So you’re building an EdTech app? (An intro to data privacy)
Schools, districts, and EdTech vendors are faced with a challenge: providing personalized learning software while protecting student privacy. With rapid changes in technology, EdTech vendors and school officials must spend time understanding the relevant laws and adopting best practices for handling student data.
If we, the creators of educational software, build products that don’t respect student data privacy, we will lose the opportunity to build products for students. In this post, we’ll take a look at data privacy from the perspective of an EdTech software vendor who is focused on the US K-12 market.
Two federal acts define the regulatory framework for student data privacy: FERPA and COPPA.
Companies receiving student data from schools must understand FERPA, which protects the privacy of student records at publicly-funded schools. FERPA means schools may only release student data with parental permission or for legitimate educational purposes. FERPA puts the burden of enforcement on schools, who, in turn, subject their vendors to scrutiny before sharing any data.
Companies serving students younger than thirteen must comply with COPPA, the Children’s Online Privacy Protection Act. The act applies to companies (but not nonprofits) who knowingly offer service to children. There have been several large fines against companies for violations of COPPA, and as a result many companies restrict their services to those age thirteen or older. For companies serving children, COPPA requires:
- parental consent (either directly through a website or indirectly through a school)
- limited retention of data
- collecting only information that is reasonably necessary
- protecting the personal information that is gathered
Note that regulations may vary depending on the type of student information you are using. Rules for “personally identifiable information” like birthday and student ID are more stringent than those for “directory information” like name and address. Also, note that individual states also regulate handling of student data. California recently introduced new legislation, and several other states made changes in 2013.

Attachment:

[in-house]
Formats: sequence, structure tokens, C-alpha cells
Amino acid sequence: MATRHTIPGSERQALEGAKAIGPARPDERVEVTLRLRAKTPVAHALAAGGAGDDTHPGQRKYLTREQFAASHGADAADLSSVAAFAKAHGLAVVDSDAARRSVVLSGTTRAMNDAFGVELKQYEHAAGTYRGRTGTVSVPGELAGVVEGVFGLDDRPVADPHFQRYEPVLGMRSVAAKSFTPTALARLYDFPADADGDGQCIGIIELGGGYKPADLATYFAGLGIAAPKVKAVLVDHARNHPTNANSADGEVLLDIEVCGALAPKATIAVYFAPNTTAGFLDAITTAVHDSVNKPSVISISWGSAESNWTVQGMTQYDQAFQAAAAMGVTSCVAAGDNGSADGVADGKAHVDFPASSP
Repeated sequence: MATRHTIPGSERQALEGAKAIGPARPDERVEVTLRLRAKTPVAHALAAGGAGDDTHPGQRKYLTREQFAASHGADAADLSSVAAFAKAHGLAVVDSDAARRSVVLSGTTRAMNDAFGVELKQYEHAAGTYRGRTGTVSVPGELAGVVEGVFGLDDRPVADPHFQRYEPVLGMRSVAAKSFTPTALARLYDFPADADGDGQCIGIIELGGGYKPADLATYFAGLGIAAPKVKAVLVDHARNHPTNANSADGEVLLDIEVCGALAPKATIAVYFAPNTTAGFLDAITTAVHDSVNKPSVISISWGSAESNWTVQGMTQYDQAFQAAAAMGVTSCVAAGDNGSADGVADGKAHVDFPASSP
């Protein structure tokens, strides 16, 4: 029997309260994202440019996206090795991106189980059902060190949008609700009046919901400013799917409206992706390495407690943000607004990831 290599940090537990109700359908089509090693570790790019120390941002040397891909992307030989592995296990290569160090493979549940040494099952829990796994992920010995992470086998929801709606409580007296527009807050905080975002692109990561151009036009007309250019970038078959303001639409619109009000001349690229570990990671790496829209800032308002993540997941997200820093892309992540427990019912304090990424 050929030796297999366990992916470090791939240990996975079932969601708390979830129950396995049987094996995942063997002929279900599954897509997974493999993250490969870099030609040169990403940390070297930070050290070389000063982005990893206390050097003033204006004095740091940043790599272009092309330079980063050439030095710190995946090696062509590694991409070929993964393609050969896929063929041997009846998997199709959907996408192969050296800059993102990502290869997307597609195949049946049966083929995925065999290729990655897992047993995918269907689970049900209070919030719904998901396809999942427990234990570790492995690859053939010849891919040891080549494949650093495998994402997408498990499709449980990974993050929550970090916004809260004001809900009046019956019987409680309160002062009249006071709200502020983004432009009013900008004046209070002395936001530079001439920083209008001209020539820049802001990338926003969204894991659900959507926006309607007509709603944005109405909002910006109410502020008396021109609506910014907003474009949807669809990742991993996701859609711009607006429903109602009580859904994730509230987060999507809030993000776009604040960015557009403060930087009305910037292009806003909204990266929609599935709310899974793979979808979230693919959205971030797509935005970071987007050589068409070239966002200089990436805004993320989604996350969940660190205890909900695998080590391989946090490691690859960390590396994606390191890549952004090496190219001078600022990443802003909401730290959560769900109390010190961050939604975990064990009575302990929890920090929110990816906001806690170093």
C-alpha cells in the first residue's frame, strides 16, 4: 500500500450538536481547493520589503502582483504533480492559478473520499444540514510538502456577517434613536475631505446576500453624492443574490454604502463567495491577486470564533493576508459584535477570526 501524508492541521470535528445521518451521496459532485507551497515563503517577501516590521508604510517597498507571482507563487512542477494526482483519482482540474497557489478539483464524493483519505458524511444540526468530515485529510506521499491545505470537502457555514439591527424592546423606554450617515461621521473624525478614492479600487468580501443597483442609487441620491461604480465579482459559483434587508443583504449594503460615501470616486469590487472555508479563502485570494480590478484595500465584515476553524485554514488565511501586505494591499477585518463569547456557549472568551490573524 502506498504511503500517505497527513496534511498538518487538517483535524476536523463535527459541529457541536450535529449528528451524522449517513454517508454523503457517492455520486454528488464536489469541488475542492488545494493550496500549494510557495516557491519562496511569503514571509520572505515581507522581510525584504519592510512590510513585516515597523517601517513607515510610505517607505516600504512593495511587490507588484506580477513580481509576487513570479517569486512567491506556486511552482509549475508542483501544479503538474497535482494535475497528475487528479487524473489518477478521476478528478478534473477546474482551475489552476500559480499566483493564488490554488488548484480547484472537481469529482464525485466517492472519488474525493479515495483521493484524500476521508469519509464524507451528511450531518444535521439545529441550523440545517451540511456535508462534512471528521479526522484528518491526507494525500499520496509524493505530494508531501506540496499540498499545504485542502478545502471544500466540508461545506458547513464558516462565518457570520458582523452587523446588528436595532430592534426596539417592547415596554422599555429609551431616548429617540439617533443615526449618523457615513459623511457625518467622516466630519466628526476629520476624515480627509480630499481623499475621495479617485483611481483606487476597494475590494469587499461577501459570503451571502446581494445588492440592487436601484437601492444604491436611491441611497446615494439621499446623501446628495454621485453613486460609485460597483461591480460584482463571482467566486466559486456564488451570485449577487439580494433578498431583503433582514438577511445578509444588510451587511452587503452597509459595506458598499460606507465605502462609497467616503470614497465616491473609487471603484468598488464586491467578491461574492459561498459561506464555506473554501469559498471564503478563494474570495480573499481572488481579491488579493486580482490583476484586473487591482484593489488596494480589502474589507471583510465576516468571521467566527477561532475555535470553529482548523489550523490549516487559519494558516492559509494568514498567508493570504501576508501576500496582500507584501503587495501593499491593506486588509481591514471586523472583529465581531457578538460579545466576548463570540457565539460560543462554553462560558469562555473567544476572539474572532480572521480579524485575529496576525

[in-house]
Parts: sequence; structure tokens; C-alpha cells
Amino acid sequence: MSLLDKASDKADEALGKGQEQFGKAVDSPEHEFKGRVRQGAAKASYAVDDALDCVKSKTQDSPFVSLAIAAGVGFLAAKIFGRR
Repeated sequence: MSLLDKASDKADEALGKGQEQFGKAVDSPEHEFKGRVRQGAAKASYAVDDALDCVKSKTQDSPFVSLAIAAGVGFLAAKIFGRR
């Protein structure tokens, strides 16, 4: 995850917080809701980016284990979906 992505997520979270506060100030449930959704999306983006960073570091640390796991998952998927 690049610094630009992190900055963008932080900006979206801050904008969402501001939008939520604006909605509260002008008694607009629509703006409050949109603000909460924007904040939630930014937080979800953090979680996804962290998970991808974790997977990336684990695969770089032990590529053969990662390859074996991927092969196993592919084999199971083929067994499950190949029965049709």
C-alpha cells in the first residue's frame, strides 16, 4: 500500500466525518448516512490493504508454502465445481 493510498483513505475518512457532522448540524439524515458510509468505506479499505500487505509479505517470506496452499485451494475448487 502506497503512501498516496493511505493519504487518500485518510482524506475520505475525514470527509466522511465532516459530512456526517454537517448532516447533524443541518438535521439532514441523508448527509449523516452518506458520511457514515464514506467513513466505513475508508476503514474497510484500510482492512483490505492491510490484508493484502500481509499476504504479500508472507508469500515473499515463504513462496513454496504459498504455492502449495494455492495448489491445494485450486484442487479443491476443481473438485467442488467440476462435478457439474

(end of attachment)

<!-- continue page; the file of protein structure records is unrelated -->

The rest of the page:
Two trends in learning software make data privacy increasingly urgent. First, learning software is becoming more personalized towards individual students, by collecting usage and performance data. Second, software is increasingly deployed from hosted services, as opposed to on a local district network. In short, there is more data, distributed more widely. A recent Fordham study found that 95% of districts rely on cloud services, but fewer than 25% of contracts specify the purpose for disclosed student data.
Regulatory agencies are moving to keep up. PTAC, the privacy advisory center run by the Department of Education, recently issued new guidance. The guidance includes many examples and clarifying comments. For example, “If the school has shared information under FERPA’s school official exception…the provider cannot use FERPA-protected information for any other purpose than the purpose for which it was disclosed.”
Based on the regulatory framework, these are some good practices for a maker of learning software.
Don’t be the bad guy
Foremost, choose a business model that avoids problematic areas. For example, avoid profiling students for advertising or marketing purposes.
Get parental consent
Make an explicit decision if you want to serve students under age thirteen. If you do, you need to get parental consent, either directly through your site or indirectly through a school.
Limit data collection and retention
Think about what data is truly necessary to offer your product. Don’t ask for information you don’t need. Limit retention to what is useful. Storing unnecessary data may be a red flag to schools and districts who are considering your product; and the more data that is stored, the greater the severity of a data breach.
If you’re handling student data, you need to handle it securely. For example, don’t email around CSV files of student data. Do follow best practices for web security. A good resource is OWASP, which maintains a list of the top 10 web security vulnerabilities. Mature web frameworks like Ruby on Rails also have comprehensive security guides.
Seek legal advice
Observers at all levels are noting the gaps and recommending improvements. A recent report and a blog post from an educator suggest next steps like clarifying regulation, simplifying privacy policies, and standardizing contracts between districts and software vendors.
Software makers must work together in protecting data privacy to ensure a vibrant EdTech ecosystem. Clever, for its part, offers a secure system for districts to share data with software vendors. We are excited to work with software developers, school officials and regulators to make data privacy simple and reliable.
What are your questions about EdTech data privacy?
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